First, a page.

Eva Justin

Eva Justin (23 August 1909 – 11 September 1966) was a German anthropologist who was active during the Nazi era. She specialised in scientific racism. Her work contributed to the Nazi crimes against the Sinti and Roma peoples.[1]

Eva Justin checking the facial characteristics of a Romani woman as part of her "racial studies"

Early lifeEdit

Eva Justin making a facial cast in 1936

Born in Dresden in 1909, the daughter of a railroad official, Eva Justin served as an assistant to Nazi psychologist Robert Ritter.[2][3]

Justin originally trained as a nurse, and received her doctorate in anthropology from the University of Berlin in 1943, despite not having followed the normal university procedure to do so.[3][4] Eugen Fischer mentored her through her doctoral thesis and final exams, and ethnologist Richard Thurnwald was a reviewer.[2] Justin was one of the first registered nurses to earn a PhD.[5] Speaking Romani, she earned the trust of Roma and Sinti people. Her doctoral dissertation was titled "Lebensschicksale artfremd erzogener Zigeunerkinder und ihrer Nachkommen" ("Biographical destinies of Gypsy children and their offspring who were educated in a manner inappropriate for their species").[2]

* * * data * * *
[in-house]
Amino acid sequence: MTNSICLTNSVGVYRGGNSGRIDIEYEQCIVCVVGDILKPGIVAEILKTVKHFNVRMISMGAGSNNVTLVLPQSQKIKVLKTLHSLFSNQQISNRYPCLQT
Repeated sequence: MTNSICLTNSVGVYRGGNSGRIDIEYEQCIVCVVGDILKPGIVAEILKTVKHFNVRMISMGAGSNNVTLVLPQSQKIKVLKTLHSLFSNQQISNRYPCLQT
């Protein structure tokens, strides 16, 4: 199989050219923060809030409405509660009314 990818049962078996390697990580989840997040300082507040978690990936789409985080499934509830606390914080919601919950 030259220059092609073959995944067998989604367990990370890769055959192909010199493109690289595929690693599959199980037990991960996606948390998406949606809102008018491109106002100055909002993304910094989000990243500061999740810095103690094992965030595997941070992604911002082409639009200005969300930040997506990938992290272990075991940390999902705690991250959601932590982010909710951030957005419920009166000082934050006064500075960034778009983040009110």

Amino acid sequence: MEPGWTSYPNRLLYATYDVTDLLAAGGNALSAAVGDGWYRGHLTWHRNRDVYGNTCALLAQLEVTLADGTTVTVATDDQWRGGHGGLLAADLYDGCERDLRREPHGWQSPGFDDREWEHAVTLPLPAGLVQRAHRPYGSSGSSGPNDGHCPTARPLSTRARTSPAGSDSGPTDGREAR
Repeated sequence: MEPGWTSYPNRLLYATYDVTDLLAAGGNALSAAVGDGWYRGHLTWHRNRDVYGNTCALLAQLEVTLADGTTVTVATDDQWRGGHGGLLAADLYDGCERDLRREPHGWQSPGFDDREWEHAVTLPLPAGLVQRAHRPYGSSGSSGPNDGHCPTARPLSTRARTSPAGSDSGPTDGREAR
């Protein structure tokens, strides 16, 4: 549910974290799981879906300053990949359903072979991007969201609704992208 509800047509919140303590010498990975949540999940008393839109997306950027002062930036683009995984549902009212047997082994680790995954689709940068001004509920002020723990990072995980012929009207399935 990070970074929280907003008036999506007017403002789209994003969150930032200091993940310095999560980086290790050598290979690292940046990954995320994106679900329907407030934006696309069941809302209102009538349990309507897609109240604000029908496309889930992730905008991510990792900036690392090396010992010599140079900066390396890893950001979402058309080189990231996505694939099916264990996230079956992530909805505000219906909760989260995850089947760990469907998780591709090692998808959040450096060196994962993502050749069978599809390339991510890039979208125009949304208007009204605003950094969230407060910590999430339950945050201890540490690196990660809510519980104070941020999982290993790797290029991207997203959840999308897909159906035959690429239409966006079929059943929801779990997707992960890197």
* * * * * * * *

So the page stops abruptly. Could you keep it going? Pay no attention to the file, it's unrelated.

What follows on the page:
Romani children at St. Josefspflege orphanage in Mulfingen, Germany, used in Eva Justin's racial studies for her PhD dissertation

The children that Justin studied had been selected for deportation, but this was delayed until she completed her research and received her PhD. The children were then sent to the "Gypsy family camp" at Auschwitz on 6 May 1944.[2] Soon after their arrival, Josef Mengele arrived at Auschwitz. Some of the children were subjected to his experiments and most were eventually killed in the gas chamber. Approximately 39 or 40 children that Justin had studied were sent to Auschwitz in 1944, and all but four died before the end of the war, many before her thesis was published.[note 1][6][7] Thirty-nine children from an orphanage in Mulfingen who were the subjects of Justin's doctoral thesis were registered at Auschwitz on 12 May 1944.[8] She searched for anthropological subjects in concentration camps.[9][10]